The impact of Native Son did not end with its effect on contemporary reviewers, but rather the novel signified a milestone in the African American Civil Rights Movement. In her article “A Negative Utopia,” Zoe Trodd writes that in 1940, the year of Native Son’s publication, “Richard Wright defined a central struggle of the burgeoning Civil Rights Movement” (25). Specifically, Trodd credits Wright with demonstrating segregation’s duality as “both physical and psychological” which he expresses through “a cultural borderland of manholes, coal-bunkers, and sewers.” Trodd suggests that Wright’s protests transcended literature and constituted a part of the Civil Rights Movement alongside fights for “the physical space of buses, public schools, and lunch counters” and “symbolic space” such as “the ballot box.” In “Early Civil Rights ‘Voice Work’”—an article that draws a parallel between the impact of Richard Wright and Zora Neale Hurston on the Civil Rights Movement—Megan Obourn argues for a more direct connection between Native Son and the fight for civil rights. Obourn claims that Wright’s first novel calls readers “to engage (violently if necessary) in a struggle to disrupt the power structures in place so that such a[n African American literary] political voice might be able to emerge” (260). Although Wright eventually left the United States and moved to France, his legacy continued in Chicago. In 1941, the year after Native Son was published, James Farmer moved to Chicago to organize protests against racial segregation. He formed the Committee of Racial Equality (CORE), a multiracial group that was largely comprised of graduate students from the University of Chicago (“James Farmer: A Chicago Lunch Counter Sit-In”). The group successfully integrated Jack Spratt Coffeehouse, which stood less than a mile from the Dalton home in Native Son. [3]The Civil Rights Movement continued in Chicago over the coming decades and, as Adam Green notes in his book Selling the Race, in 1966, “[Martin Luther] King joined local and national organizers in a… campaign to ‘end slums’ through mass challenge to segregated real estate markets structuring the vast majority of the city” (216). This resistance to racist housing practices again calls to mind Native Son, as Mr. Dalton owns the South Side Real Estate Company that rents the Thomas family their kitchenette. Wright’s resistance to white supremacy and his understanding of the specific needs of the African American community distinguish him as a prophetic voice. However, far from crying in the wilderness, Wright spoke directly to a generation of activists who heard his call for equality, empowerment, and freedom.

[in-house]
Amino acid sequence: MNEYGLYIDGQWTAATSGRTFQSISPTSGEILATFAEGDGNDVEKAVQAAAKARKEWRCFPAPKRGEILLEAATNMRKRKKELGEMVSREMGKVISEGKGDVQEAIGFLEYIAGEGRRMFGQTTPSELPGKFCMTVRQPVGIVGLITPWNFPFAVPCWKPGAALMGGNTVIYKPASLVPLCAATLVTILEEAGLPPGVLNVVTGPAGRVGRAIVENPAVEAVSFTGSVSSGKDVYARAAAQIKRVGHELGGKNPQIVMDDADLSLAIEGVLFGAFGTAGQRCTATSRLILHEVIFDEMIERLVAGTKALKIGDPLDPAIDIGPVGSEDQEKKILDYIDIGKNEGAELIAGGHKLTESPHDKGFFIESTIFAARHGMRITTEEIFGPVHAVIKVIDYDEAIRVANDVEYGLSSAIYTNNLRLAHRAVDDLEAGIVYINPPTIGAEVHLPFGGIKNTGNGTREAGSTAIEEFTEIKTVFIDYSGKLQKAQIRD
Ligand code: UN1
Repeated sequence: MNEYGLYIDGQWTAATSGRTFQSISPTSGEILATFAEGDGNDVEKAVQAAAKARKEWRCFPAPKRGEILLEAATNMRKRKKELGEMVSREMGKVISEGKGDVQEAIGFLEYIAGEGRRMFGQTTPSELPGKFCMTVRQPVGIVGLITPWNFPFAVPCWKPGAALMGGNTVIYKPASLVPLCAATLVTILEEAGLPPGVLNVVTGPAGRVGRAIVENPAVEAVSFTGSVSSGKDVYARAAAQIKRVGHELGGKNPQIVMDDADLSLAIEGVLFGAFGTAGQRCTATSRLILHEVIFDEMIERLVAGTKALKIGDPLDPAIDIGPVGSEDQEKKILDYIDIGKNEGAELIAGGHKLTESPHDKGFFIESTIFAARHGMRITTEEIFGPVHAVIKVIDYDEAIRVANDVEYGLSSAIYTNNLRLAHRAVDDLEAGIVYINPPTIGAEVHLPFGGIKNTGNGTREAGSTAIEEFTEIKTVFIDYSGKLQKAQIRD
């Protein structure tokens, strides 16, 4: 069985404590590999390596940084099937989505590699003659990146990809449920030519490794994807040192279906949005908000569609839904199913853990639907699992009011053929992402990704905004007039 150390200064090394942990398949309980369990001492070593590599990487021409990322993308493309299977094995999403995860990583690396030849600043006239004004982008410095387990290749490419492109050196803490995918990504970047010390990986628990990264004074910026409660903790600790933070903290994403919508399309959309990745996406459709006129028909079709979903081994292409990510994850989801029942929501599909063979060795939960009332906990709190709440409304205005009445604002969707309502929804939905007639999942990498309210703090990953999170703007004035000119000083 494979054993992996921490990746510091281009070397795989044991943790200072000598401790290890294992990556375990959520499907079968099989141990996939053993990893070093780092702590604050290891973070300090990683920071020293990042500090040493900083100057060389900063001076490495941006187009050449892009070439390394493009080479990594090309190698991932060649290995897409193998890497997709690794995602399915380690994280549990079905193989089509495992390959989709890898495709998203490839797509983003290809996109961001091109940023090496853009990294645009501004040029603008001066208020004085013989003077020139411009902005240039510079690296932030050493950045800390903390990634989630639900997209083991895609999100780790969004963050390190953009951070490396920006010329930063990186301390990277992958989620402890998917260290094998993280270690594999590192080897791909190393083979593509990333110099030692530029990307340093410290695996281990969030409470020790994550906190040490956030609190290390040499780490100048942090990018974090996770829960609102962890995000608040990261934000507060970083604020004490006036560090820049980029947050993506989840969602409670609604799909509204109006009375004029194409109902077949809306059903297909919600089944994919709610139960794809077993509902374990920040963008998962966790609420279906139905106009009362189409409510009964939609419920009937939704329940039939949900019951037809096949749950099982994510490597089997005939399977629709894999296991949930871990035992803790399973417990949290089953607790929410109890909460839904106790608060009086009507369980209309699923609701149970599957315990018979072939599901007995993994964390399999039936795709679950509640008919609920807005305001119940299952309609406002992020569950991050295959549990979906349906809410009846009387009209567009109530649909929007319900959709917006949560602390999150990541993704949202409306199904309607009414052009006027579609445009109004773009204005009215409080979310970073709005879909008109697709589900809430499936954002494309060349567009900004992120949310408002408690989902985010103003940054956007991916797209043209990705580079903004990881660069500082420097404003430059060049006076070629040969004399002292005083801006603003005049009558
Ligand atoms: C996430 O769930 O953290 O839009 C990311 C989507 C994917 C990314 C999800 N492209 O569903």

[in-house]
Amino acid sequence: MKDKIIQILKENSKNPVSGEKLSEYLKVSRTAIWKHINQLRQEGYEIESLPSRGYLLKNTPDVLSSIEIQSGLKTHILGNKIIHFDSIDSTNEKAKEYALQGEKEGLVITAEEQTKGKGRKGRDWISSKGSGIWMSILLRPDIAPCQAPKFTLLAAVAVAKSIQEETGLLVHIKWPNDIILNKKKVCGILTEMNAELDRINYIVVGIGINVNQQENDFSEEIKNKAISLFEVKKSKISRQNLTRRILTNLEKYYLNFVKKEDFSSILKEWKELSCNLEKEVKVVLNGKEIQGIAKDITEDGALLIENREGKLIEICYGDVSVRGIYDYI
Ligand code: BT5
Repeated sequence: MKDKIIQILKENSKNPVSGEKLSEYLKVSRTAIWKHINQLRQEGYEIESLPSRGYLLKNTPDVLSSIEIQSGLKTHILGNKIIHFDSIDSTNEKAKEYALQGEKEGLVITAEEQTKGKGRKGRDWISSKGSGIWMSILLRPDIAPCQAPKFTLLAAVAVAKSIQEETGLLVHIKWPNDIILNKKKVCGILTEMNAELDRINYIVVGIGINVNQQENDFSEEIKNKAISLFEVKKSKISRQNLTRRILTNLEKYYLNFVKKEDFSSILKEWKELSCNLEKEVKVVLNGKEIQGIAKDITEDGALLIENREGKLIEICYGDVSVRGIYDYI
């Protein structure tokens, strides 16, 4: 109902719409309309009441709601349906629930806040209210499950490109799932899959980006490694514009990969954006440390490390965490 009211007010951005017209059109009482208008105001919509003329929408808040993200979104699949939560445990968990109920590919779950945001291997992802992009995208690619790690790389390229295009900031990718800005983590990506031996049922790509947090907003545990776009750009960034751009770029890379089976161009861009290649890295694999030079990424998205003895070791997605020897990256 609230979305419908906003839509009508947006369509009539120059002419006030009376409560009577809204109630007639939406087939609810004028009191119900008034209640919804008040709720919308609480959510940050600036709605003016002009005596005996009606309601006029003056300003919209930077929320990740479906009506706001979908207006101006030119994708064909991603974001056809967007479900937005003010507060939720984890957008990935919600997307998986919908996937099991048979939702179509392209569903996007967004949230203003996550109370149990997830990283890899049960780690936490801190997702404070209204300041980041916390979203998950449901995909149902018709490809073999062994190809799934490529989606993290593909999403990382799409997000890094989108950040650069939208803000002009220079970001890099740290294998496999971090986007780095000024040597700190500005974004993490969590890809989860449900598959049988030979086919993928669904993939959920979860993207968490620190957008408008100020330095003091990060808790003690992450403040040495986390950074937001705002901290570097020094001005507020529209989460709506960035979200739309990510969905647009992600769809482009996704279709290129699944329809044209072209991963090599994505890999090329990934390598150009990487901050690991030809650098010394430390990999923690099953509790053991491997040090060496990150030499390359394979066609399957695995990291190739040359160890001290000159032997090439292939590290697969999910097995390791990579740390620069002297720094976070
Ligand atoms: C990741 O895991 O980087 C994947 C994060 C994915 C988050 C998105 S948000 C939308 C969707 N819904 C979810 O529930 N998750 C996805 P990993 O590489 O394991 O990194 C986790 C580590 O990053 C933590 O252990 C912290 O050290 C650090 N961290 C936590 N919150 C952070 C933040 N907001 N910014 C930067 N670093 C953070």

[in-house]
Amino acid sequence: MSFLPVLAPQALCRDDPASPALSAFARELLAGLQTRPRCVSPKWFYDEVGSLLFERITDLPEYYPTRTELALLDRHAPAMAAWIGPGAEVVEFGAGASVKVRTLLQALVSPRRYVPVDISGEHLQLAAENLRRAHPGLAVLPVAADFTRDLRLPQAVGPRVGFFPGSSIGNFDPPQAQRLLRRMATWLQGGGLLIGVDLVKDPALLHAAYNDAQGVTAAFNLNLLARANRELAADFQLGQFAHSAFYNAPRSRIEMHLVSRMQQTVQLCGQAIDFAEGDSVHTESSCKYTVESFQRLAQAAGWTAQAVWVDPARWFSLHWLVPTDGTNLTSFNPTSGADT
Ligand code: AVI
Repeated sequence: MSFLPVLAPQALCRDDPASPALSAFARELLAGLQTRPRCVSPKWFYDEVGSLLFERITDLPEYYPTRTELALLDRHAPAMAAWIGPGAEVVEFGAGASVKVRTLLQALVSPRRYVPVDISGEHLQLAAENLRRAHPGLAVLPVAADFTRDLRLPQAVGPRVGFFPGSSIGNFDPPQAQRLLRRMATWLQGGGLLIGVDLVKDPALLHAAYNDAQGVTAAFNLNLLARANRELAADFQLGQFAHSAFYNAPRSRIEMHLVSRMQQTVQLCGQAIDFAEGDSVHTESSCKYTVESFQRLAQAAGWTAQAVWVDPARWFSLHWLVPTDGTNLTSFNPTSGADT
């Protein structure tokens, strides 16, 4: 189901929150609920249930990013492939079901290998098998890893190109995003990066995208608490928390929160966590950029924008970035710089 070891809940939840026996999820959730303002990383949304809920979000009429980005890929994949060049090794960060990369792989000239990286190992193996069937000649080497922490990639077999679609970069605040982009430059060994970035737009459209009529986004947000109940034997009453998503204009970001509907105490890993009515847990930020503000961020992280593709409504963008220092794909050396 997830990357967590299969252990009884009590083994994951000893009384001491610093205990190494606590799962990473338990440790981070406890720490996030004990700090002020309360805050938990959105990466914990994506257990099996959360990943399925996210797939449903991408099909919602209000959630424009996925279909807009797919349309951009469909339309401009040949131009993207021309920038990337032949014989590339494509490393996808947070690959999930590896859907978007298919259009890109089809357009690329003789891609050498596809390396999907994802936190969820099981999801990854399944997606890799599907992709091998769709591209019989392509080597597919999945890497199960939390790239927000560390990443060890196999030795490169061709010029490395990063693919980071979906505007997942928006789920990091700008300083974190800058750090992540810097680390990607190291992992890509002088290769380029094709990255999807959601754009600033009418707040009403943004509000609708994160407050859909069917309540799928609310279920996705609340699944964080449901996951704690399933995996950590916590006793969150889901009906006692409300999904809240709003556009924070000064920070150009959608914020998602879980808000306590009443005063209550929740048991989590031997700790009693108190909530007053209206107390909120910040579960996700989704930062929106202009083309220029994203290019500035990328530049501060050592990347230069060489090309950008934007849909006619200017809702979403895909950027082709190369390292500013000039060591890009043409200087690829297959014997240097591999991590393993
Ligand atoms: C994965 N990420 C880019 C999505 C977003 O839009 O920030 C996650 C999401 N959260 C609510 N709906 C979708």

Perhaps the most potent milestone in the Civil Rights Movement’s legacy in Chicago is the historic 2008 election of Barack Obama as President of the United States. [4] Although Obama grew up in Hawaii, in 1985 he accepted a job as a community organizer, “helping poor blacks on Chicago’s South Side” (Lizza). More specifically, Obama was hired by “a group that aimed to convert the black churches of Chicago’s South Side into agents of social change.” Perhaps Obama worked with one of the South Side churches Wright praises in 12 Million Black Voices: “Our churches provide social activities for us, cook and serve meals, organize baseball and basketball teams, operate stores and businesses, and conduct social agencies” (131). Obama met his wife, Michelle (née Robinson), who was born and raised on the South Side, while coworkers at a Chicago law firm. The couple married and had two daughters, but even after he was elected to the U.S. Senate in 2004, the Obama family remained on the South Side, albeit in a much more affluent area than where Bigger and his family live. Even so, the Obamas moved from the South Side of Chicago into the White House. In 2012, the year that Obama was elected to his second term as president, a subgenre of gangster rap that developed in South Side Chicago called Drill gained national attention and the most prominent Drill musicians received journalistic treatment uncomfortably similar to the media representations of Bigger in Native Son.